Now would not such a Constitution as this, soon bring a Town or County to a miserable Condition, with respect to their Neighbours, who have free Commerce, whereby the Industrious gain from the slothful and luxurious part of Mankind? The Case is the same, if you extend your thought from a particular Nation, and the several Divisions, and Cities, with the Inhabitants in them, to the whole World, and the several Nations, and Governments in it. And a Nation restrained in its Trade, of which Gold and Silver is a principal, if not an essential Branch, would suffer, and grow poor, as a particular place within a Country, as I have discoursed. A Nation in the World, as to Trade, is in all respects like a City in a Kingdom, or Family in a City.

2.17

Now since the Increase of Trade is to be esteem'd the only cause that Wealth and Money increase, I will add some farther Considerations upon that subject.

2.18

The main spur to Trade, or rather to Industry and Ingenuity, is the exorbitant Appetites of Men, which they will take pains to gratifie, and so be disposed to work, when nothing else will incline them to it; for did Men content themselves with bare Necessaries, we should have a poor World.

2.19

The Glutton works hard to purchase Delicacies, wherewith to gorge himself; the Gamester, for Money to venture at Play; the Miser, to hoard; and so others. |15| Now in their pursuit of those Appetites, other Men less exorbitant are benefitted; and tho' it may be thought few profit by the Miser, yet it will be found otherwise, if we consider, that besides the humour of every Generation, to dissipate what another had collected, there is benefit from the very Person of a covetous Man; for if he labours with his own hands, his Labour is very beneficial to them who imploy him; if he doth not work, but profit by the Work of others, then those he sets on work have benefit by their being employed.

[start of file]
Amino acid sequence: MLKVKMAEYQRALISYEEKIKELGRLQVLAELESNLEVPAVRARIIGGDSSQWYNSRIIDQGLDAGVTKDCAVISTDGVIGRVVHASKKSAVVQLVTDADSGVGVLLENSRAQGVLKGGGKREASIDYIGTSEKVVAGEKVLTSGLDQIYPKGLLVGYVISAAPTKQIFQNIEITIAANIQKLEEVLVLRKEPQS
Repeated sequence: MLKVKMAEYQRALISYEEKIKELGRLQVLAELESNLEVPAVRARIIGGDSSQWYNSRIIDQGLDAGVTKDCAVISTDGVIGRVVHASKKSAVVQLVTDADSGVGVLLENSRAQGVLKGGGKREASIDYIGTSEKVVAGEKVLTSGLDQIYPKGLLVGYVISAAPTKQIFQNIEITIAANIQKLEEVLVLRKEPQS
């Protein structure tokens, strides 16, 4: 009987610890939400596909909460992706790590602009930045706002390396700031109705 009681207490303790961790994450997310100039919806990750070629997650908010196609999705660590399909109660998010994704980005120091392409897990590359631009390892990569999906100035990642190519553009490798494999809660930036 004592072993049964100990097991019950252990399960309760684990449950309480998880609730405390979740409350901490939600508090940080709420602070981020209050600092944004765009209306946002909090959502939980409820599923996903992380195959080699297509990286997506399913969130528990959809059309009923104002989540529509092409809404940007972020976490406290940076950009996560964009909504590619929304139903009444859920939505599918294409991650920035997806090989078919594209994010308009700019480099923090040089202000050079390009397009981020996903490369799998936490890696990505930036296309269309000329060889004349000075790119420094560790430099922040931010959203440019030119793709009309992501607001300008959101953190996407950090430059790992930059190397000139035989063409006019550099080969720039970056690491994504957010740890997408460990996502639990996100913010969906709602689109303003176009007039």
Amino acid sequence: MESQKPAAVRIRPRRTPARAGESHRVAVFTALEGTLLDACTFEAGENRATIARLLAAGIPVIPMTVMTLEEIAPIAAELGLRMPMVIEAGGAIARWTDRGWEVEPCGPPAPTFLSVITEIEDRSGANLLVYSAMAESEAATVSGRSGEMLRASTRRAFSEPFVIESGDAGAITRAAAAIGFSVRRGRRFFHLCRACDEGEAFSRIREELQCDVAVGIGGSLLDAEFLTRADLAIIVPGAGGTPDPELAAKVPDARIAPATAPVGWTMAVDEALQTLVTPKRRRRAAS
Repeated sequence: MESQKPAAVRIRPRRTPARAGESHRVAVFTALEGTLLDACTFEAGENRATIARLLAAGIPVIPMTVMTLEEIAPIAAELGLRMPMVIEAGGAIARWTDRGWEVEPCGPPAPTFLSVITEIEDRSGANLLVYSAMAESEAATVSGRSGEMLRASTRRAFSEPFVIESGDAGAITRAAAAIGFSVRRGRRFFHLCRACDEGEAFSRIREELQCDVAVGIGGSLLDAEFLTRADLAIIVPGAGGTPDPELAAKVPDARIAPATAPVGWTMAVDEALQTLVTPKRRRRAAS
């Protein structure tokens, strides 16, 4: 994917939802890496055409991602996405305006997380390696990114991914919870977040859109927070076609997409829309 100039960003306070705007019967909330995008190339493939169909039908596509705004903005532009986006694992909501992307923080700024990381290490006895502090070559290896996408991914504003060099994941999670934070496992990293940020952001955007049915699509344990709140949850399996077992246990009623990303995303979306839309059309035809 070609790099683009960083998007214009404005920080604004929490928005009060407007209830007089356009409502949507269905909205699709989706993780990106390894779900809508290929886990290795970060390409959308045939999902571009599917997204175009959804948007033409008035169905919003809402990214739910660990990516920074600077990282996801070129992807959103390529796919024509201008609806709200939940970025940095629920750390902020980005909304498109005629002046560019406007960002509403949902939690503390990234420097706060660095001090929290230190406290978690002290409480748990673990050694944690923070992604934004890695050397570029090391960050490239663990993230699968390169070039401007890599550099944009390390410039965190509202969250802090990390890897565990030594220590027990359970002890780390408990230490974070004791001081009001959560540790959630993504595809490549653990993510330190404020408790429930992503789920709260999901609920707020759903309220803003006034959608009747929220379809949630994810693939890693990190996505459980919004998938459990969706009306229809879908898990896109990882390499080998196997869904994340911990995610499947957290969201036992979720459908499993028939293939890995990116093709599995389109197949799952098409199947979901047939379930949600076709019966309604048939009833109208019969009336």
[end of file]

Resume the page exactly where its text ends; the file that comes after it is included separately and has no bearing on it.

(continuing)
2.20

Countries which have sumptuary Laws, are generally poor; for when Men by those Laws are confin'd to narrower Expence than otherwise they would be, they are at the same time discouraged from the Industry and Ingenuity which they would have imployed in obtaining wherewithal to support them, in the full latitude of Expence they desire.

2.21

It is possible Families may be supported by such means, but then the growth of Wealth in the Nation is hindered; for that never thrives better, then when Riches are tost from hand to hand.

2.22

The meaner sort seeing their Fellows become rich, and great, are spurr'd up to imitate their Industry. A Tradesman sees his Neighbour keep a Coach, presently all his Endeavors is at work to do the like, and many times is beggered by it; however the extraordinary Application he made, to support his Vanity, was beneficial to the Publick, tho' not enough to answer his false Measures as to himself.

2.23

It will be objected, That the Home Trade signifies nothing to the enriching a Nation, and that the increase of Wealth comes out of Forreign Trade.

2.24

I answer, That what is commonly understood by Wealth, viz. Plenty, Bravery, Gallantry, &c. cannot be |16| maintained without Forreign Trade. Nor in truth, can Forreign Trade subsist without the Home Trade, both being connected together.

2.25

I have toucht upon these matters concerning Trade, and Riches in general, because I conceive a true Notion of them, will correct many common Errors, and more especially conduce to the Proposition I chiefly aim to prove; which is, that Gold and Silver, and, out of them, Money are nothing but the Weights and Measures, by which Traffick is more conveniently carried on, then could be done without them: and also a proper Fund for a surplusage of Stock to be deposited in.

2.26